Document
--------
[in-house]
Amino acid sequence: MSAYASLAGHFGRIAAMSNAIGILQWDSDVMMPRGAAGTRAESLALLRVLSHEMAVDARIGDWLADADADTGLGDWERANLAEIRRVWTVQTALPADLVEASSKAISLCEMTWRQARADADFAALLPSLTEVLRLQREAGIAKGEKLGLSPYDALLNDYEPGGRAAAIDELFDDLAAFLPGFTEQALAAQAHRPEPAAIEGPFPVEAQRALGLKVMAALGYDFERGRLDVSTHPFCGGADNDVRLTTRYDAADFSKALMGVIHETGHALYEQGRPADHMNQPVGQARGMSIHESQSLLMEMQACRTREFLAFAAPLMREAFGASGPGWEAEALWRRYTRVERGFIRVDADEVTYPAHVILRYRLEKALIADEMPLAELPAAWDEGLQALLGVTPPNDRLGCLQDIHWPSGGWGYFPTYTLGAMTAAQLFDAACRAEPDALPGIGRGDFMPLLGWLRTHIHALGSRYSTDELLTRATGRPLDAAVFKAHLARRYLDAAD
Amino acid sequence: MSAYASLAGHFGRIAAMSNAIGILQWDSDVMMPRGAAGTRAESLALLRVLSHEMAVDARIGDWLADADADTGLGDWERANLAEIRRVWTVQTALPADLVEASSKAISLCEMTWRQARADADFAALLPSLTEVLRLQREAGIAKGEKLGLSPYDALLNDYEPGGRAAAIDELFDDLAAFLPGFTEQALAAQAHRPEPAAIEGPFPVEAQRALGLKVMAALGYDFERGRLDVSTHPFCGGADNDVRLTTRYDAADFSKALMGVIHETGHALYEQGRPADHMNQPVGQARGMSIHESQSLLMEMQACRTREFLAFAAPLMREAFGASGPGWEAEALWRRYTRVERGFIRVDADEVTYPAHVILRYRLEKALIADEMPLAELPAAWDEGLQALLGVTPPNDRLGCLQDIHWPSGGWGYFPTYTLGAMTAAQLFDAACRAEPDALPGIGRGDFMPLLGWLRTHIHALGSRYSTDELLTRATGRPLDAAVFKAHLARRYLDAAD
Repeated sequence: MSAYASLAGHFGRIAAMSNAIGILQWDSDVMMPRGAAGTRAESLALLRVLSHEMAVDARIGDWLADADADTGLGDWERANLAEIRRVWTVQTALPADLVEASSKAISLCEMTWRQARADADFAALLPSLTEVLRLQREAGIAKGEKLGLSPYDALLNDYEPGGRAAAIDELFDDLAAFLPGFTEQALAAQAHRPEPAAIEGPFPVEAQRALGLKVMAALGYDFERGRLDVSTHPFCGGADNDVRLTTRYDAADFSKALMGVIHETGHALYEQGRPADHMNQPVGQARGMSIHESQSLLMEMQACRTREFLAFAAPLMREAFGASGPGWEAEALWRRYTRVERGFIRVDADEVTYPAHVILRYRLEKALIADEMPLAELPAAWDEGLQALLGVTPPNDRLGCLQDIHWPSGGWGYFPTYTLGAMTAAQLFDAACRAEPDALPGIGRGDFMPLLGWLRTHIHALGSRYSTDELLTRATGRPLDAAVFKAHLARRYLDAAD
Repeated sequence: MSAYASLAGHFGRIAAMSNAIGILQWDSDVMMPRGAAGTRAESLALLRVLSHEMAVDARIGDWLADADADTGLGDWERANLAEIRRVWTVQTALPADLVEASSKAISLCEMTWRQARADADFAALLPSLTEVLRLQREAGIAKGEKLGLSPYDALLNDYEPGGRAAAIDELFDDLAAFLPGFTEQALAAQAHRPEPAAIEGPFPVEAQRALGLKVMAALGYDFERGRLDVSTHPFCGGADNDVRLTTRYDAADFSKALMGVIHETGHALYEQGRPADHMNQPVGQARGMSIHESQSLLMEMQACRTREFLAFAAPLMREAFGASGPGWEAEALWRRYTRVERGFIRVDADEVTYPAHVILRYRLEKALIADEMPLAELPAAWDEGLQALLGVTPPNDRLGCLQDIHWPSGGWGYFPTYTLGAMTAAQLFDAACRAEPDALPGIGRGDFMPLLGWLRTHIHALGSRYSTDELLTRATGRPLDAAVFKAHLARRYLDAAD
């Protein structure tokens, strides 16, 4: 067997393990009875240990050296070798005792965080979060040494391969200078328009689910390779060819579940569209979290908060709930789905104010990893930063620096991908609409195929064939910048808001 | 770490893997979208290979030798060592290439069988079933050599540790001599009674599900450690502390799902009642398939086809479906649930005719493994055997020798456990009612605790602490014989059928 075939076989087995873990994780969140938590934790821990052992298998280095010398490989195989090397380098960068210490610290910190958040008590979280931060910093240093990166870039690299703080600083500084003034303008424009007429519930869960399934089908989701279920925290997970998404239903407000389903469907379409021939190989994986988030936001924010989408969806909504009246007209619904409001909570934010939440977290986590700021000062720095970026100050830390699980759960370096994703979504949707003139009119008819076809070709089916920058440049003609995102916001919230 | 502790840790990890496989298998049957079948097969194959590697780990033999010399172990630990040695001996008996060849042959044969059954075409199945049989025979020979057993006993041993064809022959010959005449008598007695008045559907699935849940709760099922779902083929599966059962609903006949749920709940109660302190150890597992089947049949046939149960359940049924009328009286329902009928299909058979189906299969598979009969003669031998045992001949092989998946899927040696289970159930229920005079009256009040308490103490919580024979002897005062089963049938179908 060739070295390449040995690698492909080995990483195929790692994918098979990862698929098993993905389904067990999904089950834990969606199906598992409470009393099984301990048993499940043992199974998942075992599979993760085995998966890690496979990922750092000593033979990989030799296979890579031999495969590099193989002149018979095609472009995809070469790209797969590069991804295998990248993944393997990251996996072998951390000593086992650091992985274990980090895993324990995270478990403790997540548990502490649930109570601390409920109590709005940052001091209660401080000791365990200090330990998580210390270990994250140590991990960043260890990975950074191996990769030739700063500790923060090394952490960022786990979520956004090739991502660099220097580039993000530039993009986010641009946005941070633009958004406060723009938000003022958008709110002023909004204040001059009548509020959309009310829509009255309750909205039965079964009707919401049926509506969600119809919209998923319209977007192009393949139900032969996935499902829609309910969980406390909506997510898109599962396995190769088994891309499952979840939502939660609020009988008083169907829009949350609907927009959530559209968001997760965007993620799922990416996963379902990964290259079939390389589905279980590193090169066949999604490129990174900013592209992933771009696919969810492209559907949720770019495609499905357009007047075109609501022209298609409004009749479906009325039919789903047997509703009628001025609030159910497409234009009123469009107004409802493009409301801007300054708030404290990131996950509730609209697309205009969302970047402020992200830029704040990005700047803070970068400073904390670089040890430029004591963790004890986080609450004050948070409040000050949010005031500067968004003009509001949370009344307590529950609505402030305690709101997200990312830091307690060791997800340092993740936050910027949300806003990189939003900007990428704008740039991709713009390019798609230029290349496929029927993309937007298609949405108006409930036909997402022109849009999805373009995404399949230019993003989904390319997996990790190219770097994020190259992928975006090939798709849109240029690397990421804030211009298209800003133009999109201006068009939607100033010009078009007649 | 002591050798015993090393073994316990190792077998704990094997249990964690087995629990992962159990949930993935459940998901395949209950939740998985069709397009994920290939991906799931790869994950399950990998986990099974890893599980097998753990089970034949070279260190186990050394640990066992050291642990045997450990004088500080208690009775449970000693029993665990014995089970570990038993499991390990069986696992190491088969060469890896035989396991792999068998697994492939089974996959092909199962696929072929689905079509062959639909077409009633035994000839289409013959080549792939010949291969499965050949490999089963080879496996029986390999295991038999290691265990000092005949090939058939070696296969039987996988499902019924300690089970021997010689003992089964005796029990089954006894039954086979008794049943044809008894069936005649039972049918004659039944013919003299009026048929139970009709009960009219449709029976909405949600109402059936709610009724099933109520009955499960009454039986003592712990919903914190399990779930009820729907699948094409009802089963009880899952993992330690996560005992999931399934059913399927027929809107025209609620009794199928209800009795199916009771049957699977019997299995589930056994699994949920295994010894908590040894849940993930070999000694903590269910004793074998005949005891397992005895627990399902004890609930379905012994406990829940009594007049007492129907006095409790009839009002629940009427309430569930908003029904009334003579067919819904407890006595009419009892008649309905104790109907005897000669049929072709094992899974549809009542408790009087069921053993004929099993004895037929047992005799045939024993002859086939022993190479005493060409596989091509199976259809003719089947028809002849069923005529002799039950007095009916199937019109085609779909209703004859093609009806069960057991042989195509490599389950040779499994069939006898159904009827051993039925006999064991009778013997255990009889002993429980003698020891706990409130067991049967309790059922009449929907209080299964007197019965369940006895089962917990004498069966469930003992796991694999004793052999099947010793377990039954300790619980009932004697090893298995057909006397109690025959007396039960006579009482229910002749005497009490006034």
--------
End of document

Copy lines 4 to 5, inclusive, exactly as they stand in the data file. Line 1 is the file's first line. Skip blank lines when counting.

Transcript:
Repeated sequence: MSAYASLAGHFGRIAAMSNAIGILQWDSDVMMPRGAAGTRAESLALLRVLSHEMAVDARIGDWLADADADTGLGDWERANLAEIRRVWTVQTALPADLVEASSKAISLCEMTWRQARADADFAALLPSLTEVLRLQREAGIAKGEKLGLSPYDALLNDYEPGGRAAAIDELFDDLAAFLPGFTEQALAAQAHRPEPAAIEGPFPVEAQRALGLKVMAALGYDFERGRLDVSTHPFCGGADNDVRLTTRYDAADFSKALMGVIHETGHALYEQGRPADHMNQPVGQARGMSIHESQSLLMEMQACRTREFLAFAAPLMREAFGASGPGWEAEALWRRYTRVERGFIRVDADEVTYPAHVILRYRLEKALIADEMPLAELPAAWDEGLQALLGVTPPNDRLGCLQDIHWPSGGWGYFPTYTLGAMTAAQLFDAACRAEPDALPGIGRGDFMPLLGWLRTHIHALGSRYSTDELLTRATGRPLDAAVFKAHLARRYLDAAD
Repeated sequence: MSAYASLAGHFGRIAAMSNAIGILQWDSDVMMPRGAAGTRAESLALLRVLSHEMAVDARIGDWLADADADTGLGDWERANLAEIRRVWTVQTALPADLVEASSKAISLCEMTWRQARADADFAALLPSLTEVLRLQREAGIAKGEKLGLSPYDALLNDYEPGGRAAAIDELFDDLAAFLPGFTEQALAAQAHRPEPAAIEGPFPVEAQRALGLKVMAALGYDFERGRLDVSTHPFCGGADNDVRLTTRYDAADFSKALMGVIHETGHALYEQGRPADHMNQPVGQARGMSIHESQSLLMEMQACRTREFLAFAAPLMREAFGASGPGWEAEALWRRYTRVERGFIRVDADEVTYPAHVILRYRLEKALIADEMPLAELPAAWDEGLQALLGVTPPNDRLGCLQDIHWPSGGWGYFPTYTLGAMTAAQLFDAACRAEPDALPGIGRGDFMPLLGWLRTHIHALGSRYSTDELLTRATGRPLDAAVFKAHLARRYLDAAD